My Last.fm account knows about every song I’ve listened to since 2008.
~6,500 artists, ~7,700 albums, ~170,000 tracks.
When I listened to the MP3 files I brought with me from high school, I made sure Last.fm was scrobbling. When I listened to the mix CDs my best friend made me, Last.fm listened too. When I tried Spotify for a few months, when I switched to Hype Machine, when I listen to the CDs I own or the albums I bought from Bandcamp, everything I’ve played in iTunes, on my iPods, on Music.app on iOS, on Marvis, during my short-lived Roon experiment, through Plexamp. It’s all there.
Last.fm remembers every day of the last fourteen years of my life.
Last.fm is an anomaly, a mutation of the internet, and a service that just celebrated its 20th birthday.
Now you could say so what, right? Myspace is still alive and its website still technically loads. Google is like, 100 years old or something. So what.
Sure. First of all Myspace launched in 2003, so it’s technically 19 years old. That’s right: Last.fm is older than Myspace! And Google is…well who gives a shit about Google. Do you feel anything when I say “Google”? No you don’t.
Also thing is, Myspace doesn’t exist the way Last.fm still exists. I don’t know what Myspace is today, it looks like it’s a social network for singers and actors? No one who uses it today sits and thinks about where it was and how it got to where it is now.
Last.fm had a lot of ups and downs. In its heyday it had a technical blog and a staff that posted photos of server rooms and office space, it had actual streaming radio that did intelligent things with music it knew you liked, they put random slogans at the bottom of site pages. It was scrappy and ambitious. They figured out how to create a plugin that automatically scrobbled what you listened to in iTunes, but that also figured out how to scrobble what you listened to on your iPod.1 As far as I know, that’s the only useful thing any third party app did with what happened on your iPod.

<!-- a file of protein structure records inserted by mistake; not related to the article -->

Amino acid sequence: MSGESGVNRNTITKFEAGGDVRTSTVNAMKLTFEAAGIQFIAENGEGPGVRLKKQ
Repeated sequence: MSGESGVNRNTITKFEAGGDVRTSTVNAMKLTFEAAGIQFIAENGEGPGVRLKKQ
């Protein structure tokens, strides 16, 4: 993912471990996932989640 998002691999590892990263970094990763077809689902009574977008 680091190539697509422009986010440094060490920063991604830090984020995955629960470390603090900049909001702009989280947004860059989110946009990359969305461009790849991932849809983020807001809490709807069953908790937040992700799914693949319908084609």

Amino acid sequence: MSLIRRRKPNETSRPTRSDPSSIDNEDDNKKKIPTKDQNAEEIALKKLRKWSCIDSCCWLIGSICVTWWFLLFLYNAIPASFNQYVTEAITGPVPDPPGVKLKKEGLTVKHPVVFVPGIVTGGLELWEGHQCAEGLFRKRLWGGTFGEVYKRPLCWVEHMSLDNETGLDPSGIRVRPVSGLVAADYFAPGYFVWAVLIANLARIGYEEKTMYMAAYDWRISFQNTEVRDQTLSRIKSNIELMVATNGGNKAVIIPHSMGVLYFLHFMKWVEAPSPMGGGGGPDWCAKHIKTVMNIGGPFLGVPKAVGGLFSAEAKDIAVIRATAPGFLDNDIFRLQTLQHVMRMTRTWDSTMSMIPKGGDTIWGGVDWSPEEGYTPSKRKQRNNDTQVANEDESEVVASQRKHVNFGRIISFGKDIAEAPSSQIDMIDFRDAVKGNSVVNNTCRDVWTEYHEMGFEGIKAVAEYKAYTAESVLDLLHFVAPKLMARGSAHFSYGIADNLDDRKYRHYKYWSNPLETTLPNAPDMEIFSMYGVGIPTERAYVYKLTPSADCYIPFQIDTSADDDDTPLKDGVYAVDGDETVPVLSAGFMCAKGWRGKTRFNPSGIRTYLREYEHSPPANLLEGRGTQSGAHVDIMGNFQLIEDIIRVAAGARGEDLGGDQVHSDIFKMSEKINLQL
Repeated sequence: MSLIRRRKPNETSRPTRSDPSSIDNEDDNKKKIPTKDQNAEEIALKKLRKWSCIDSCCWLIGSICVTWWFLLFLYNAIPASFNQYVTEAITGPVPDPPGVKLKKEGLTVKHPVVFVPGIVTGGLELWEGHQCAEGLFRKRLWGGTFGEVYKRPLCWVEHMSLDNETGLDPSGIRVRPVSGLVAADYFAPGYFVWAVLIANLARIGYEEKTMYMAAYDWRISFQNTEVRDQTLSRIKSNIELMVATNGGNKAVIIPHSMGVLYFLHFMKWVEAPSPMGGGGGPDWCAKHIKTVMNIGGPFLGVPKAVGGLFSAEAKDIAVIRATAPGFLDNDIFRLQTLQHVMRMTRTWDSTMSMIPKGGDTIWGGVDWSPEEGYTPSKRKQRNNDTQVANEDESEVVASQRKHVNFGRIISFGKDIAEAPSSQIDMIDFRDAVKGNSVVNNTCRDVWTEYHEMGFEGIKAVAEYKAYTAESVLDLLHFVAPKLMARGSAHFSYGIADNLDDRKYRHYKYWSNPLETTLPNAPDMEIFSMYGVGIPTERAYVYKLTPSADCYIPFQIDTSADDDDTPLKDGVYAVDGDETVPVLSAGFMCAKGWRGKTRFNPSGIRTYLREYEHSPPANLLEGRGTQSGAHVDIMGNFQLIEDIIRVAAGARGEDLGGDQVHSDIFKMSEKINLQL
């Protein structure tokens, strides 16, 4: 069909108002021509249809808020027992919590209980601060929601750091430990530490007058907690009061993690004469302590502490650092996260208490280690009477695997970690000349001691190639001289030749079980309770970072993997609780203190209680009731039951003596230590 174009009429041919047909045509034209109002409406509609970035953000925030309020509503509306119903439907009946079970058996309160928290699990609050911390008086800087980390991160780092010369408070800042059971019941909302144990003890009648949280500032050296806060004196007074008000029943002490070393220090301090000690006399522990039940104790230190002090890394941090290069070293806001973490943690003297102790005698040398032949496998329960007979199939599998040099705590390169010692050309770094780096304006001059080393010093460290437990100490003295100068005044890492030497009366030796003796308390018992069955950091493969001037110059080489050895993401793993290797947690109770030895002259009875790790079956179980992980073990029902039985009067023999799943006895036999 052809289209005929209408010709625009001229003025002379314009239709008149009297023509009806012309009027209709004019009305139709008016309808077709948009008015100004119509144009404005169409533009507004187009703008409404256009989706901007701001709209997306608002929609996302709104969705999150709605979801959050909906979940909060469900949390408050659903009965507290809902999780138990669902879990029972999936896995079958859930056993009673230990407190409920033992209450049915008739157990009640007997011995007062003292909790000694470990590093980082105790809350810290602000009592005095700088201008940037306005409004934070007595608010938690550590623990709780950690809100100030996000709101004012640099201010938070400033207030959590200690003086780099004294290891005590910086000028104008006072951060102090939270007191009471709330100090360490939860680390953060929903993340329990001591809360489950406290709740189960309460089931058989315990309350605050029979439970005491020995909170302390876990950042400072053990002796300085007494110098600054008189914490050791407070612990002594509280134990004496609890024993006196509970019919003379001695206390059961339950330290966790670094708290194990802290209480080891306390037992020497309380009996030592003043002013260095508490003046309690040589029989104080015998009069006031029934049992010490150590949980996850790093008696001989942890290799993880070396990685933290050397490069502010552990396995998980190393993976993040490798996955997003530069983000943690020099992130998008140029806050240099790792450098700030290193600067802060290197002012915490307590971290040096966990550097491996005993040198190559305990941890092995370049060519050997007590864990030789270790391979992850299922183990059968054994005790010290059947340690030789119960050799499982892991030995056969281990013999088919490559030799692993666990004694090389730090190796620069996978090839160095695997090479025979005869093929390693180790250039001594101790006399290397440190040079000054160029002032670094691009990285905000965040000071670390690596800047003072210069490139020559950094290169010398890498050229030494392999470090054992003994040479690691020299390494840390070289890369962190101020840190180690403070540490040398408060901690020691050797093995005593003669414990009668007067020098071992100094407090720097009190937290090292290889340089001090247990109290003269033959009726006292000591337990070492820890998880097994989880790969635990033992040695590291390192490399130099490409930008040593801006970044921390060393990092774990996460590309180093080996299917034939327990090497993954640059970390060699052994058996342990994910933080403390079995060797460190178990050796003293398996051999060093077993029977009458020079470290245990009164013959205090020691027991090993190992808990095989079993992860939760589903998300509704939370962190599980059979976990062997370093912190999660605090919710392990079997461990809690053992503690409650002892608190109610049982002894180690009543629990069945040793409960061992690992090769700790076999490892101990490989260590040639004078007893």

Everything was fine. No everything was great! Then came a redesign or two, the streaming died and got replaced with a hacky “we’ll just play YouTube videos and pretend you’re streaming” setup, Groups which was actually fun died, CBS bought the company (that was the moment I thought it was all over), and then a long silence during which it felt like every other month a piece of the site would disappear. They used to let you export your data, that went away. https://status.last.fm which was a proper service status page now redirects to a Twitter account. It all felt a little grim. Okay a lot grim.
But. Throughout all of this, the ups, downs, happy days and sad, not being owned by a large media conglomerate and being owned by a large media conglomerate, the site never stopped accepting scrobbles.2
And in a world that has turned its back on, then mooned the interconnectivity of Web 2.0, in a world where APIs get turned off and rarely on, Last.fm still commands death-defying loyalty with music listeners who demand scrobbling of old and new music apps and streaming services.